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    Stenopterygius guadriseissus
    Posidonienschiefer Formation, Holzmaden, Germany

    This is a superb example of the great aquatic reptile so popular amongst fossil collectors, somewhat bijou in size, but with truly exceptional preservation. This can be seen immediately on inspection of the rows of perfectly delineated teeth still with good enamel coverage, in the texture and detail of the rostrum, head and bony sclerotic ring (which supported its non-spherical eyeball, proportionately the largest of any animal ever to have lived), and in the separate, gradually diminishing bones of the paddle-like flippers. The texture of the bone surface can be seen perfectly throughout and the skeleton shows a fantastic lack of distortion or bone displacement. The areas apparently lacking in the dorsal and caudal (tail) fins in fact had no bony structure to be preserved, but their presence is artfully conjured in the viewer's imagination through the skill of the preparator. The ichthyosaur - Greek for "fish lizard" - first appeared 250 million years ago, 20 million years before the first dinosaur, and became extinct about 25 million years before their land-dwelling counterparts (about 90 million years ago). They seem to have evolved from land-dwelling reptiles who returned to the oceans, the structure of their flippers suggesting that the bones evolved from a form more similar to an arm and a hand, with fingers and a thumb-like appendage. Once back in the water, however, the ichthyosaur developed a form built for speed, similar to today's tuna, with an elongated snout, sleek body and powerful propulsive flippers. It retained the need to breath air, like today's cetaceans, but also like them was a deep diver; as it became more adapted to life in the water, however, it lost the ability to return to land to lay eggs and became viviparous, producing young through live birth in shallow waters (also like the cetaceans). This first-class specimen measures 35 inches in length and is presented in a plaque of the characteristic gray Holzmaden shale, measuring 61 x 35½ inches, further enlivened by the presence of over 20 of the local ammonites, each displaying a similarly finely-detailed state of preservation and preparation, the largest of which measures 3½ inches across.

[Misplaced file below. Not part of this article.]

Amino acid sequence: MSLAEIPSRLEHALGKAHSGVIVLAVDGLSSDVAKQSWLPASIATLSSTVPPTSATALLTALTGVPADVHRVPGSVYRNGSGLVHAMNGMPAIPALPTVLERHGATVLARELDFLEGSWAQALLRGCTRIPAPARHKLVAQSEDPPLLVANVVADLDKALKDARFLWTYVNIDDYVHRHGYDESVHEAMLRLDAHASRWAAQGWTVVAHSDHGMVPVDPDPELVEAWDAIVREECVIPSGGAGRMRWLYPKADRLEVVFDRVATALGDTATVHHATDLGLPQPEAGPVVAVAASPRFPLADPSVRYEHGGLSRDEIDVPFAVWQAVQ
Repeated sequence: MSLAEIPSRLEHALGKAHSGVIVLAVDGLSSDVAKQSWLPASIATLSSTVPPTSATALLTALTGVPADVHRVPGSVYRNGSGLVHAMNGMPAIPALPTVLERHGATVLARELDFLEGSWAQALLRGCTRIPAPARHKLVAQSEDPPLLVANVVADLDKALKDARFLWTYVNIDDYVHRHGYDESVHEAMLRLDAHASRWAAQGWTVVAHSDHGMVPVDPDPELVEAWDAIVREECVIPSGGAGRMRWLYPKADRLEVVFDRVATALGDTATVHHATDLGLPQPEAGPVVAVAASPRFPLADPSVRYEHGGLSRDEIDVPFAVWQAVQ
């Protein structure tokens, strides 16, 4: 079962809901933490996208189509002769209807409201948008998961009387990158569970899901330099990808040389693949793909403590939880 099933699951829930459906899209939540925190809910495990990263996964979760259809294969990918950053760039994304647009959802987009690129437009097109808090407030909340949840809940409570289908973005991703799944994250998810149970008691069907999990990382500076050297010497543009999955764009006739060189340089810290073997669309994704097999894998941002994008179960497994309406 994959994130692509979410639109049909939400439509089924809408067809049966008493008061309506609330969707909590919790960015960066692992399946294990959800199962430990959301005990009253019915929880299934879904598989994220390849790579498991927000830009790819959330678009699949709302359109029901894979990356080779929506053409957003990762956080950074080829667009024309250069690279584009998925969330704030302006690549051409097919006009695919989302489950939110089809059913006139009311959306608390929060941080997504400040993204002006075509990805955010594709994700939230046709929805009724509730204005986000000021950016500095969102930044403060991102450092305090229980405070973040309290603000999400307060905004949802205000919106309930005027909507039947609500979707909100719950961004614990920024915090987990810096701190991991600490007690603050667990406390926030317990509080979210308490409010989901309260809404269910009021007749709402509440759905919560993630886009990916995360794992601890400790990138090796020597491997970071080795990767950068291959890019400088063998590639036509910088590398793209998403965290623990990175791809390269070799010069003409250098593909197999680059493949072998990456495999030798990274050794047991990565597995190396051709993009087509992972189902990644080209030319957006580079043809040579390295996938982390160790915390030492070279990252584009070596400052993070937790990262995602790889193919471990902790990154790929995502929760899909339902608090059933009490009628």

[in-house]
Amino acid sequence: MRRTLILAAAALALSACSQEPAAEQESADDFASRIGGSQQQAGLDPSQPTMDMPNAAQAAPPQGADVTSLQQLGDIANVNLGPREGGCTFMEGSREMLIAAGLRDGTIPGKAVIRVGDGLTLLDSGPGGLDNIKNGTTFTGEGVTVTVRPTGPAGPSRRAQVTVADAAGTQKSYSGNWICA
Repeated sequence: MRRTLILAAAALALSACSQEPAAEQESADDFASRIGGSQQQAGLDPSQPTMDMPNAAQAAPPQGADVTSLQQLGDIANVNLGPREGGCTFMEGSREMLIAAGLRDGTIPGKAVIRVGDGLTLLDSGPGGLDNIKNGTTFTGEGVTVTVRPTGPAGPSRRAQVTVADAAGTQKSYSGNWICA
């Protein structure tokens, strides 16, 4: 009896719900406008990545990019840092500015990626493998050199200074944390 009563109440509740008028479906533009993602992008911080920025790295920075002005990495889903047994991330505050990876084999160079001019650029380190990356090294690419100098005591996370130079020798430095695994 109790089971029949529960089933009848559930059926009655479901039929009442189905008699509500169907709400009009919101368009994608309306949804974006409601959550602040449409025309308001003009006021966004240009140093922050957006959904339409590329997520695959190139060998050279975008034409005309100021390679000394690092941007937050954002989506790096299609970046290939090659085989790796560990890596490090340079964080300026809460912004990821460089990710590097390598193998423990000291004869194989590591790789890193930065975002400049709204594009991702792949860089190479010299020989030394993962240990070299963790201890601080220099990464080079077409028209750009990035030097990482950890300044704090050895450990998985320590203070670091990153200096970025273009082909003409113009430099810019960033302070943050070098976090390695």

Condition Report*: Condition report available upon request.
    *Heritage Auctions strives to provide as much information as possible but encourages in-person inspection by bidders. Statements regarding the condition of objects are only for general guidance and should not be relied upon as complete statements of fact, and do not constitute a representation, warranty or assumption of liability by Heritage. Some condition issues may not be noted in the condition report but are apparent in the provided photos which are considered part of the condition report. Please note that we do not de-frame lots estimated at $1,000 or less and may not be able to provide additional details for lots valued under $500. Heritage does not guarantee the condition of frames and shall not be liable for any damage/scratches to frames, glass/acrylic coverings, original boxes, display accessories, or art that has slipped in frames. All lots are sold "AS IS" under the Terms & Conditions of Auction.

    Auction Info

    Auction Dates
    January, 2009
    18th Sunday
    Bids + Registered Phone Bidders: 4
    Lot Tracking Activity: N/A
    Page Views: 2,994

    Buyer's Premium per Lot:
    19.5% of the successful bid (minimum $9) per lot.

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